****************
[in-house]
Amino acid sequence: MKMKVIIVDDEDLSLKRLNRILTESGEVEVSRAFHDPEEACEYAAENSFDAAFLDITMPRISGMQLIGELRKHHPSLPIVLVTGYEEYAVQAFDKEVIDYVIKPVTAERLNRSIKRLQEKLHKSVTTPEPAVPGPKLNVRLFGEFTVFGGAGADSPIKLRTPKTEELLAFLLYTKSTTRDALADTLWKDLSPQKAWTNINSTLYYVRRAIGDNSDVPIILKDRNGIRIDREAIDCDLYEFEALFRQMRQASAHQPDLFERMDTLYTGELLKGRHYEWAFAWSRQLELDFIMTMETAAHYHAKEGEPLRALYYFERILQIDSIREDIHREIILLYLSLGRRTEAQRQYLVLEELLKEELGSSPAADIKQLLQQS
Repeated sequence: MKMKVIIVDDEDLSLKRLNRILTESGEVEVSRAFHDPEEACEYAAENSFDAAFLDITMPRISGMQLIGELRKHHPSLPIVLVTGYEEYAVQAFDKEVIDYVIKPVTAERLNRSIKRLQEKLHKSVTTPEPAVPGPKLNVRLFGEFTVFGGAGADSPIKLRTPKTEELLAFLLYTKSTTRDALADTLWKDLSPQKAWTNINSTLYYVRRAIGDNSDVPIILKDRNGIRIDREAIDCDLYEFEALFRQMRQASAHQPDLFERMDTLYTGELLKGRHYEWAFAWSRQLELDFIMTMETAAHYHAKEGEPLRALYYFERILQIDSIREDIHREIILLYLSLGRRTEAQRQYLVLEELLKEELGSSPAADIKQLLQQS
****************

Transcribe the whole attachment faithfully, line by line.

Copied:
[in-house]
Amino acid sequence: MKMKVIIVDDEDLSLKRLNRILTESGEVEVSRAFHDPEEACEYAAENSFDAAFLDITMPRISGMQLIGELRKHHPSLPIVLVTGYEEYAVQAFDKEVIDYVIKPVTAERLNRSIKRLQEKLHKSVTTPEPAVPGPKLNVRLFGEFTVFGGAGADSPIKLRTPKTEELLAFLLYTKSTTRDALADTLWKDLSPQKAWTNINSTLYYVRRAIGDNSDVPIILKDRNGIRIDREAIDCDLYEFEALFRQMRQASAHQPDLFERMDTLYTGELLKGRHYEWAFAWSRQLELDFIMTMETAAHYHAKEGEPLRALYYFERILQIDSIREDIHREIILLYLSLGRRTEAQRQYLVLEELLKEELGSSPAADIKQLLQQS
Repeated sequence: MKMKVIIVDDEDLSLKRLNRILTESGEVEVSRAFHDPEEACEYAAENSFDAAFLDITMPRISGMQLIGELRKHHPSLPIVLVTGYEEYAVQAFDKEVIDYVIKPVTAERLNRSIKRLQEKLHKSVTTPEPAVPGPKLNVRLFGEFTVFGGAGADSPIKLRTPKTEELLAFLLYTKSTTRDALADTLWKDLSPQKAWTNINSTLYYVRRAIGDNSDVPIILKDRNGIRIDREAIDCDLYEFEALFRQMRQASAHQPDLFERMDTLYTGELLKGRHYEWAFAWSRQLELDFIMTMETAAHYHAKEGEPLRALYYFERILQIDSIREDIHREIILLYLSLGRRTEAQRQYLVLEELLKEELGSSPAADIKQLLQQS